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Earle parted ways with his hero in other ways besides adding modern flourishes to Van Zandt’s songs. For starters, at 54 he has now lived longer than Van Zandt did -a feat that was by no means a given. “Hardcore Troubadour,” Lauren St. John’s 2003 book that is one of several biographies of Earle, recounts the years in the early ’90s, when Earle seemed well on the road to out-abusing Van Zandt. Earle’s drug of choice was hard drugs – heroin, then crack – while Van Zandt stuck mostly to alcohol, but the result was roughly the same: a ravaged body, career implosions, homelessness, friends, family and business associates tested to their limits and then some. On that downhill slide, Earle looked at Van Zandt not as a model, but as something of a warning sign.
“I distanced myself from Townes,” he said. “I justified it sometimes by saying, ‘I’m not as fucked up as he is.’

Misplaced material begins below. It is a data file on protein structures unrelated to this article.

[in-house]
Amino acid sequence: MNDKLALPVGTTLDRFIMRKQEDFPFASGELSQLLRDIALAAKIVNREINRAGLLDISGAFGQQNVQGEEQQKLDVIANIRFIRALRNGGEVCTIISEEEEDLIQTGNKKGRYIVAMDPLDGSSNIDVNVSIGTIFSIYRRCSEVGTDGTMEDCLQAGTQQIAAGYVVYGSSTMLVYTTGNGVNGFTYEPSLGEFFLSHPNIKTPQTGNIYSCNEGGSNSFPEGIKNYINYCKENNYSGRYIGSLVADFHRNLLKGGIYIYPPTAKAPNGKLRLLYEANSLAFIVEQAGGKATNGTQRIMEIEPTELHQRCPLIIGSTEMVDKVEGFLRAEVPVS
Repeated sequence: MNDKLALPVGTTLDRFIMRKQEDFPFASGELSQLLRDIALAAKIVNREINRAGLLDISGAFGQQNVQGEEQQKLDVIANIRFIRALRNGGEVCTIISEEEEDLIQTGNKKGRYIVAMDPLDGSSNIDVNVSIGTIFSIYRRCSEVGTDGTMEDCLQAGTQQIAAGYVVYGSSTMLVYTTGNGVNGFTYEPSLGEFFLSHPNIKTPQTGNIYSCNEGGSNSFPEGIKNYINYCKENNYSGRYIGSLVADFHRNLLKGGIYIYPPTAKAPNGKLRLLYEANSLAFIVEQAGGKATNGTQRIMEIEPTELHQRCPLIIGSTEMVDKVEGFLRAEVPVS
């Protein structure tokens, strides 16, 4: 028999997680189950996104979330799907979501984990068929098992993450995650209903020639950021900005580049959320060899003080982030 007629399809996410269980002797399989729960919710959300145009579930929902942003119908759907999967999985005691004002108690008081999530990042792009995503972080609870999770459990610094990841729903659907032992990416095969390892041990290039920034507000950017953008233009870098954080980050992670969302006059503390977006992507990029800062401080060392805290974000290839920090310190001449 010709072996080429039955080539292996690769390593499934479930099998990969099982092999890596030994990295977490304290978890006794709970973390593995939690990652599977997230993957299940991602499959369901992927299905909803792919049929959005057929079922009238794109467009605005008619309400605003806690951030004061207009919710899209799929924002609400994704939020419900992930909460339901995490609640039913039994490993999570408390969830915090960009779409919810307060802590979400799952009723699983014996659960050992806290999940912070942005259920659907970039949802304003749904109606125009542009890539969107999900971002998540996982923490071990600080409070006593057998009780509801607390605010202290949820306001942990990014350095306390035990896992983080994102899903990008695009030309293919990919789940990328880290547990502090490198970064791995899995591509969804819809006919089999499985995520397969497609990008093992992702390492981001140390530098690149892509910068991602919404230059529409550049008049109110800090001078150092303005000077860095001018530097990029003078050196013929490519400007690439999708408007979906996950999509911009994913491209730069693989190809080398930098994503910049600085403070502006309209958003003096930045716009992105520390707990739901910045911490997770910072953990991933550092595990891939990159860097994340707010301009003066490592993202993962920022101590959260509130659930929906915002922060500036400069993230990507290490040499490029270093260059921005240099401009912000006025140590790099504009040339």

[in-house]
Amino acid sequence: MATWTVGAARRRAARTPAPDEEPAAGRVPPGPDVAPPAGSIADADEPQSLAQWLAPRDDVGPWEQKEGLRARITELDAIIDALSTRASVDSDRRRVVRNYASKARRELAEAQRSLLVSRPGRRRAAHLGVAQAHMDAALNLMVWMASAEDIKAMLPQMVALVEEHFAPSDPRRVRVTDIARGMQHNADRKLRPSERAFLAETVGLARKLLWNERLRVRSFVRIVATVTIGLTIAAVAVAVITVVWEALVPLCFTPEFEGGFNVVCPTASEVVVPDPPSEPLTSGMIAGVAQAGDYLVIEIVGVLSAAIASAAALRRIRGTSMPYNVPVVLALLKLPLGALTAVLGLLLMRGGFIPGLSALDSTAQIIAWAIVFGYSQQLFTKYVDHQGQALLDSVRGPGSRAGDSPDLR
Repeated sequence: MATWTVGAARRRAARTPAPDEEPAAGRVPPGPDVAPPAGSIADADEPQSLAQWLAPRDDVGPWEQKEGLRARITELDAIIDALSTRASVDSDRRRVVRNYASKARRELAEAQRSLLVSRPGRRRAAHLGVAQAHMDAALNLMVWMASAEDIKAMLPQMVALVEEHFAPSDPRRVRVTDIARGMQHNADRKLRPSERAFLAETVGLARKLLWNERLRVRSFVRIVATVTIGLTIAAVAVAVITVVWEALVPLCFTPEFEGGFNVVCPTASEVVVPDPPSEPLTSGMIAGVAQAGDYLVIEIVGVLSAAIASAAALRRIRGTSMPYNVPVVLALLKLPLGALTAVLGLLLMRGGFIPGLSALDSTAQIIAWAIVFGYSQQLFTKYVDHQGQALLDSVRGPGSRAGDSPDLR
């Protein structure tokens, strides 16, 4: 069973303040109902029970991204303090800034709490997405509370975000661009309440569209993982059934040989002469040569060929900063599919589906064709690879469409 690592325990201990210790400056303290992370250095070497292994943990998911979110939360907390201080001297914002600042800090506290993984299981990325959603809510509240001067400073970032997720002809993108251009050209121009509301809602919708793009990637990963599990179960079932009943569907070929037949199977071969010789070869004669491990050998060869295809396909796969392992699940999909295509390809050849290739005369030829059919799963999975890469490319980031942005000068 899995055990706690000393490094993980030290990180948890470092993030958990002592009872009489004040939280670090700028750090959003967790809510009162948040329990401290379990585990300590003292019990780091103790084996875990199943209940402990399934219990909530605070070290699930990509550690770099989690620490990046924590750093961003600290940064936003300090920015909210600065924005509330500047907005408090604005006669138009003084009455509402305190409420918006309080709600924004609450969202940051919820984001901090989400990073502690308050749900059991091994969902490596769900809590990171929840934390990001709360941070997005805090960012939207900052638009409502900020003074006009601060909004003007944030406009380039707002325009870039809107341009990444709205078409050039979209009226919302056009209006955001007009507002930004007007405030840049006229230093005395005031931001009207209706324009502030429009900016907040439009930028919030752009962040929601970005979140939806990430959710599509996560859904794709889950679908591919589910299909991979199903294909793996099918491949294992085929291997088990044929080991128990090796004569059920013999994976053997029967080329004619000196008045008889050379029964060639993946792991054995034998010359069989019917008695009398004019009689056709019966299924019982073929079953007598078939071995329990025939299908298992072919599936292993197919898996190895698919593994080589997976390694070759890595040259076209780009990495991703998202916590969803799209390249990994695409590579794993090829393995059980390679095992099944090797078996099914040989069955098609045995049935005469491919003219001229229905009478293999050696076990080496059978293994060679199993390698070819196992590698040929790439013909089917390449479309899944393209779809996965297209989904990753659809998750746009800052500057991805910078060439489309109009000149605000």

“For some reason I can’t explain, I survived it.”
The Earle that came out the other end of addiction – come September, he will have been clean 15 years – is an impressive combination of elements. He is arguably at a sustained artistic peak; his last two albums of original material – “Washington Square Serenade,” from 2007, and “The Revolution Starts Now,” from 2004 – both took Grammy Awards for Best Contemporary Folk Album. The fact that he is not as big a thing as when he came to attention in Nashville with his 1986 debut “Guitar Town” is more a testament to the shrinking of the pop music world than any diminishing of Earle’s talent. He can be as rebellious and opinionated as ever; of the music industry, he says “Corporate record labels can only be so evil because they’re in a business where nobody dies. There are bigger stakes in an oil company. Still, it’s a bad way to fund art.”